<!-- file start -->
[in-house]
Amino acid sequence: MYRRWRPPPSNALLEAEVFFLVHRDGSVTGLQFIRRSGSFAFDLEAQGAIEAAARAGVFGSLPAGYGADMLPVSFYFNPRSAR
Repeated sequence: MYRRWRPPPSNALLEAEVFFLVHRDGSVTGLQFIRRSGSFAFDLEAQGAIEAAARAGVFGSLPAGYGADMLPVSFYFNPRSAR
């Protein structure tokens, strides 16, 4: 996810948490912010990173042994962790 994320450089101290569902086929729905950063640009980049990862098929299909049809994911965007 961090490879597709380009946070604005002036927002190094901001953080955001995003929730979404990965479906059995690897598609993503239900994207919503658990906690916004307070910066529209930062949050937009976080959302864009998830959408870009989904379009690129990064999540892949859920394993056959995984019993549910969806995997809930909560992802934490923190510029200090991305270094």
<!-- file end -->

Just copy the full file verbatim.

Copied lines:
[in-house]
Amino acid sequence: MYRRWRPPPSNALLEAEVFFLVHRDGSVTGLQFIRRSGSFAFDLEAQGAIEAAARAGVFGSLPAGYGADMLPVSFYFNPRSAR
Repeated sequence: MYRRWRPPPSNALLEAEVFFLVHRDGSVTGLQFIRRSGSFAFDLEAQGAIEAAARAGVFGSLPAGYGADMLPVSFYFNPRSAR
């Protein structure tokens, strides 16, 4: 996810948490912010990173042994962790 994320450089101290569902086929729905950063640009980049990862098929299909049809994911965007 961090490879597709380009946070604005002036927002190094901001953080955001995003929730979404990965479906059995690897598609993503239900994207919503658990906690916004307070910066529209930062949050937009976080959302864009998830959408870009989904379009690129990064999540892949859920394993056959995984019993549910969806995997809930909560992802934490923190510029200090991305270094």